The gods may indeed be wrapped up in this endeavor. When I light a flame for my goddess, and I invite her to transform me, to refine me, to envelop me and change me into something better, I do it without reservation. My rationality does not dissect this action. This is a relational act. A devotional act. One might say it is an act of faith, and I’m not sure they would be wrong.

But I also see the refinement of myself as something for which I am solely responsible. Should I wish to walk this path and prepare myself for a life committed to service I will need to shore up my strength and charge forward alone. If I make the choice to pursue this line of study, to commit myself for the next four years to being a student of knowledge, it will not be faith that carries me through: it will be conviction, perseverance, and courage. This will be a human endeavor, a human challenge, and ultimately, a human goal.

The gods may be with me, in my heart and in my mind, but it will still be — as always — a solitary journey.

I wonder…

What are you impressions of Brendan’s piece? What does it inspire in you?

What do you think about the study of knowledge? How do you think philosophy plays into an integrated spiritual life?

This is a strange day, Black Friday.

One day after Americans give thanks for the blessings in their lives, hoards of deal-hungry shoppers rush out to (mostly) big-box stores, stomping over whomever is in their way, to acquire more things.

The pilgrims would be — what?

Confused? Bewildered? A little terrified, perhaps?

I know I’m all of those things.

There are those who are advocating, and have been for some time, that Black Friday be observed as Buy Nothing Day. I respect that, even if I don’t observe it stringently.

But, there are also those out there who don’t go crazy with the masses, but who still would like to pick up a gift or two for a loved one. Some of you who fall into this category would also like to support a local business (YAY!), something homegrown, and — perhaps — a pagan author.

If you’re one of those folks, I offer you a couple of suggestions.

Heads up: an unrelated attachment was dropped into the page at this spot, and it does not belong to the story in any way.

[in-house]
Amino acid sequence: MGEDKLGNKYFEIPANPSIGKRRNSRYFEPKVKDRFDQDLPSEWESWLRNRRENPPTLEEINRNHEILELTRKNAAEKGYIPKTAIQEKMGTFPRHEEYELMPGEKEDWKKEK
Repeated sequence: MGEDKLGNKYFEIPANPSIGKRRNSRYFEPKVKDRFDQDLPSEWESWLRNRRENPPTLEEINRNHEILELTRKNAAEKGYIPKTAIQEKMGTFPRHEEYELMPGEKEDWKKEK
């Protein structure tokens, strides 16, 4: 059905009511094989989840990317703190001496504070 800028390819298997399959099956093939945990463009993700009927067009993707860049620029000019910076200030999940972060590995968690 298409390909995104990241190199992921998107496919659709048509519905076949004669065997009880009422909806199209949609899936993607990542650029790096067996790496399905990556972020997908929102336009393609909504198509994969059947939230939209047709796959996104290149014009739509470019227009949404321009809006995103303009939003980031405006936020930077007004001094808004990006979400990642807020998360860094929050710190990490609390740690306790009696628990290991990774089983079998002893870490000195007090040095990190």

[FULL DISCLOSURE: These are all books that are on my to-read list. I either have copies that are sitting on my shelf, or PDF’s filed away on a digital device. My work on BITG and the Solitary Druid Fellowship has taken up a lot of time, and made it near impossible for me to get to reading them. My hope is to post reviews of a few of these books on BITG, but there’s no reason you can’t get a head-start on the reading!]


Mrs. B’s Guide to Household Witchery

I love me some Mrs. B. She’s down home, you know? Approachable. If this book is anything like her blog, it’s a must-read.

From the Amazon product description:

“Whether you’re sweeping the floor, making a meal, or cleaning out that junk drawer, domestic witch Kris Bradley, creator of the popular blog, Confessions of a Pagan Soccer Mom, will show you how to create spells and magic to bring happiness and balance into your home. Bradley offers ideas and solutions to make the most out of everyday items, activities, and obligations. From Anchovies to Broccoli, and Wine to Yeast, from sweeping the floor to blow-drying your hair, you can change your outlook on life with a pinch of knowledge and a dash of magic! The book includes simple rituals, spells, and ways to connect with the spirits that watch over your home and family. Includes an appendix of herbs and a complete materia magica from the kitchen pantry.”